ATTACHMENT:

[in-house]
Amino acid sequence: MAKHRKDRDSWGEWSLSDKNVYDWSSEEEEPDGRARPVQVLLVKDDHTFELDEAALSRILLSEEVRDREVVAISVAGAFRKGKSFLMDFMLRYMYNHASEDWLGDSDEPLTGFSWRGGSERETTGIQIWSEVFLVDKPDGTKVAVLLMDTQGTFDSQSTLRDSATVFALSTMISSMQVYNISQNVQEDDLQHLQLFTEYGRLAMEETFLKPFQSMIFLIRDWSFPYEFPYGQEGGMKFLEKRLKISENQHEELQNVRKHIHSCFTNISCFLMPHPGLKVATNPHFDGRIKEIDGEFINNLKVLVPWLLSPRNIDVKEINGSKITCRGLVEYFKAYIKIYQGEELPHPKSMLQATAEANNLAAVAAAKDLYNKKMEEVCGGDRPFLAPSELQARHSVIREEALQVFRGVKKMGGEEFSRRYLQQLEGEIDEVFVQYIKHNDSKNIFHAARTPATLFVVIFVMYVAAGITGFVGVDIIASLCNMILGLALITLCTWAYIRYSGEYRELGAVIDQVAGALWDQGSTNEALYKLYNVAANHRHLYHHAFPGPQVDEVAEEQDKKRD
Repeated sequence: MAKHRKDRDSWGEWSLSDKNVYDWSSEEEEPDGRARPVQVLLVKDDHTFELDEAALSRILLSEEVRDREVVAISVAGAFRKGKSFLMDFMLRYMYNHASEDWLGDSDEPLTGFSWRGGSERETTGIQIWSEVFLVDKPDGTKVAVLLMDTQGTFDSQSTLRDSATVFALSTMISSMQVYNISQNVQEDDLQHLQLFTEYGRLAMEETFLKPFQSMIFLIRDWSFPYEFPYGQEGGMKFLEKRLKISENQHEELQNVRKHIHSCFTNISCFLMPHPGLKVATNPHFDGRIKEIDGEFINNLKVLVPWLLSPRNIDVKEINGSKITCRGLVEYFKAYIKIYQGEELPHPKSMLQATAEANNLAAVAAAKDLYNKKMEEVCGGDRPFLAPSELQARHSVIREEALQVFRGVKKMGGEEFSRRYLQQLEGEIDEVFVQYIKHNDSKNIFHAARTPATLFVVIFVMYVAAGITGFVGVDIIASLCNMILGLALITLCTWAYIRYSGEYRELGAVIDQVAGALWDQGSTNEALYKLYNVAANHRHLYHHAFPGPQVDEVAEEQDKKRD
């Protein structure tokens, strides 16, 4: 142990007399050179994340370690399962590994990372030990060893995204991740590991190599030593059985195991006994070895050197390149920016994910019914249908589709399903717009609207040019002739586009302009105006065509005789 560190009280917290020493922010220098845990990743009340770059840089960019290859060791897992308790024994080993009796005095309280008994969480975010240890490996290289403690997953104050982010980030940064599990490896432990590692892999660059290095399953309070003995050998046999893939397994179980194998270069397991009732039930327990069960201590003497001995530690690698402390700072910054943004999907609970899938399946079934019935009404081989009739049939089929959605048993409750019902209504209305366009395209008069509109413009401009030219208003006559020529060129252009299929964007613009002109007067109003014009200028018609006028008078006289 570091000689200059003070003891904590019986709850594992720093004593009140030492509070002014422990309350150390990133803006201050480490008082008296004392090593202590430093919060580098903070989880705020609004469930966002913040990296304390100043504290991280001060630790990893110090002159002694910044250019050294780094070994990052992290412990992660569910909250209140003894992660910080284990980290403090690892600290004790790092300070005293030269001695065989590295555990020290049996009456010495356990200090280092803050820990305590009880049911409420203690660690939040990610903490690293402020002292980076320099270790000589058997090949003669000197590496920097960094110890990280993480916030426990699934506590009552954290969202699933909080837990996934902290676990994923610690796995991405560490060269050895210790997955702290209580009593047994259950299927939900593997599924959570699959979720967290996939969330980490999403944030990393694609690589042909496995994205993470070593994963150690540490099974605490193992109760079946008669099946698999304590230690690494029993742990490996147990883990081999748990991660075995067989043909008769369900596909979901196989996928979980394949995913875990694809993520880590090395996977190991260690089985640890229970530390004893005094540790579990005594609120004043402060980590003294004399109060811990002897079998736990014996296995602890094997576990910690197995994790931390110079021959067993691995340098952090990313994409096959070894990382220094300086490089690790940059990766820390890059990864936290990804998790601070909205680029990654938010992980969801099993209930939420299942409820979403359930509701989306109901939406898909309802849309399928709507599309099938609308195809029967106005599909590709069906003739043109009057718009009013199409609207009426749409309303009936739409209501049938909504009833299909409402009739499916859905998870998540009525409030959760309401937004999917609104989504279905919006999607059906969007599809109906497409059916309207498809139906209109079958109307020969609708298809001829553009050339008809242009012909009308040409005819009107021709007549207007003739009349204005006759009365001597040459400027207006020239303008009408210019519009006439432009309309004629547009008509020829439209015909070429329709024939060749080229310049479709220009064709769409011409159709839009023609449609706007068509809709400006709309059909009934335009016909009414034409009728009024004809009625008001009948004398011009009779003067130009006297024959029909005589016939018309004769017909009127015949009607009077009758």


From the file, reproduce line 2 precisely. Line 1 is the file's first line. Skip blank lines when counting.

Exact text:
Amino acid sequence: MAKHRKDRDSWGEWSLSDKNVYDWSSEEEEPDGRARPVQVLLVKDDHTFELDEAALSRILLSEEVRDREVVAISVAGAFRKGKSFLMDFMLRYMYNHASEDWLGDSDEPLTGFSWRGGSERETTGIQIWSEVFLVDKPDGTKVAVLLMDTQGTFDSQSTLRDSATVFALSTMISSMQVYNISQNVQEDDLQHLQLFTEYGRLAMEETFLKPFQSMIFLIRDWSFPYEFPYGQEGGMKFLEKRLKISENQHEELQNVRKHIHSCFTNISCFLMPHPGLKVATNPHFDGRIKEIDGEFINNLKVLVPWLLSPRNIDVKEINGSKITCRGLVEYFKAYIKIYQGEELPHPKSMLQATAEANNLAAVAAAKDLYNKKMEEVCGGDRPFLAPSELQARHSVIREEALQVFRGVKKMGGEEFSRRYLQQLEGEIDEVFVQYIKHNDSKNIFHAARTPATLFVVIFVMYVAAGITGFVGVDIIASLCNMILGLALITLCTWAYIRYSGEYRELGAVIDQVAGALWDQGSTNEALYKLYNVAANHRHLYHHAFPGPQVDEVAEEQDKKRD